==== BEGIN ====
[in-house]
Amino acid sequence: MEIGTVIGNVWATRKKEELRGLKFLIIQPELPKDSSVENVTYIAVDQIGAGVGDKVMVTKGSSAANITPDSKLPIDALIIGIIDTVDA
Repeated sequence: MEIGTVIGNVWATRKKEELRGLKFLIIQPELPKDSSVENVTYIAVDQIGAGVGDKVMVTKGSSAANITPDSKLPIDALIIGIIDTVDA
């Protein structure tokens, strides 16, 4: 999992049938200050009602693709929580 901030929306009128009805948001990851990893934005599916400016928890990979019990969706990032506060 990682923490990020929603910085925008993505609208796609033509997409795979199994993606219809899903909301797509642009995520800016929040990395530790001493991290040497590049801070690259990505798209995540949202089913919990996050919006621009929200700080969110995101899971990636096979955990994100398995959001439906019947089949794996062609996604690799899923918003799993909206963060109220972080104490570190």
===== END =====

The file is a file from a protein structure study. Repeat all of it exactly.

[in-house]
Amino acid sequence: MEIGTVIGNVWATRKKEELRGLKFLIIQPELPKDSSVENVTYIAVDQIGAGVGDKVMVTKGSSAANITPDSKLPIDALIIGIIDTVDA
Repeated sequence: MEIGTVIGNVWATRKKEELRGLKFLIIQPELPKDSSVENVTYIAVDQIGAGVGDKVMVTKGSSAANITPDSKLPIDALIIGIIDTVDA
């Protein structure tokens, strides 16, 4: 999992049938200050009602693709929580 901030929306009128009805948001990851990893934005599916400016928890990979019990969706990032506060 990682923490990020929603910085925008993505609208796609033509997409795979199994993606219809899903909301797509642009995520800016929040990395530790001493991290040497590049801070690259990505798209995540949202089913919990996050919006621009929200700080969110995101899971990636096979955990994100398995959001439906019947089949794996062609996604690799899923918003799993909206963060109220972080104490570190």